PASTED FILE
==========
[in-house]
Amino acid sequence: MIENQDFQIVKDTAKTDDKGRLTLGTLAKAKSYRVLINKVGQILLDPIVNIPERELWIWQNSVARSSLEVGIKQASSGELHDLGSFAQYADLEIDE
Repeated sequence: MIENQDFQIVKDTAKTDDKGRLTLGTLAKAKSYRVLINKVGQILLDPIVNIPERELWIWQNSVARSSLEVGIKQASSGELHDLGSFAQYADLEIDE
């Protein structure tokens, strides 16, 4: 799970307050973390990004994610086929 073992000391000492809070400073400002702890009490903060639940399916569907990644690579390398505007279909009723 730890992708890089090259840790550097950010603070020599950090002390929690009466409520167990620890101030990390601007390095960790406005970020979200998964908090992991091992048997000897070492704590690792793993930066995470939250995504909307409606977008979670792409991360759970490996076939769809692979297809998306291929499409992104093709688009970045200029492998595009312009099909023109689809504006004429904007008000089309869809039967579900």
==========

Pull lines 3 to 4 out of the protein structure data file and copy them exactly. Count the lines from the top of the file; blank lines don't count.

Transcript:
Repeated sequence: MIENQDFQIVKDTAKTDDKGRLTLGTLAKAKSYRVLINKVGQILLDPIVNIPERELWIWQNSVARSSLEVGIKQASSGELHDLGSFAQYADLEIDE
């Protein structure tokens, strides 16, 4: 799970307050973390990004994610086929 073992000391000492809070400073400002702890009490903060639940399916569907990644690579390398505007279909009723 730890992708890089090259840790550097950010603070020599950090002390929690009466409520167990620890101030990390601007390095960790406005970020979200998964908090992991091992048997000897070492704590690792793993930066995470939250995504909307409606977008979670792409991360759970490996076939769809692979297809998306291929499409992104093709688009970045200029492998595009312009099909023109689809504006004429904007008000089309869809039967579900």